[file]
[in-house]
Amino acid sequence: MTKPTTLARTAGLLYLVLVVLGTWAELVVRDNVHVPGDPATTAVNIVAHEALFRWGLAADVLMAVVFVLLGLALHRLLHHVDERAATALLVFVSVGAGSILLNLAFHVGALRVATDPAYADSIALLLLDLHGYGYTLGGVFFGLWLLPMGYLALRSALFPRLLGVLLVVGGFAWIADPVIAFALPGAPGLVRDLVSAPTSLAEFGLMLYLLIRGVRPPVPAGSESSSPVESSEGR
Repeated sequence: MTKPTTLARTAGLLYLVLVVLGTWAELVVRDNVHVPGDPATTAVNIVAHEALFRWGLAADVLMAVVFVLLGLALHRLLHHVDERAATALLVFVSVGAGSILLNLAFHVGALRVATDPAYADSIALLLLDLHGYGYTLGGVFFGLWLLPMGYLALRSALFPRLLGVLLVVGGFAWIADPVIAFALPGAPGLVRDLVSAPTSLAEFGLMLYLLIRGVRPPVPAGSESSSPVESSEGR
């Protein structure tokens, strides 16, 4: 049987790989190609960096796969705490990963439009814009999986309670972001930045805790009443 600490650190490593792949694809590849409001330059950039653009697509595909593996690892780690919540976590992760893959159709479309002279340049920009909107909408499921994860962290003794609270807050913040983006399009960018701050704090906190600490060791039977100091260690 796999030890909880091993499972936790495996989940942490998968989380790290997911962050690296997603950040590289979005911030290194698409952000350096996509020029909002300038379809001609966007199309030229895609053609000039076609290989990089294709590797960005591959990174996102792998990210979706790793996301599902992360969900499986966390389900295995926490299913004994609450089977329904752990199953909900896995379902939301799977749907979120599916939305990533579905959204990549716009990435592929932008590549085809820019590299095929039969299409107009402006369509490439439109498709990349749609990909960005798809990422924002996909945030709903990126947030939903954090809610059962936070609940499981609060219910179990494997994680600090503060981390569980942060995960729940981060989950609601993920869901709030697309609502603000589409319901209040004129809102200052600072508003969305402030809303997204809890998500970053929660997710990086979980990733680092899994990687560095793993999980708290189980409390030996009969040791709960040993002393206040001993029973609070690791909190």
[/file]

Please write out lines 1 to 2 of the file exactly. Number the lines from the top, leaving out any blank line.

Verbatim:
[in-house]
Amino acid sequence: MTKPTTLARTAGLLYLVLVVLGTWAELVVRDNVHVPGDPATTAVNIVAHEALFRWGLAADVLMAVVFVLLGLALHRLLHHVDERAATALLVFVSVGAGSILLNLAFHVGALRVATDPAYADSIALLLLDLHGYGYTLGGVFFGLWLLPMGYLALRSALFPRLLGVLLVVGGFAWIADPVIAFALPGAPGLVRDLVSAPTSLAEFGLMLYLLIRGVRPPVPAGSESSSPVESSEGR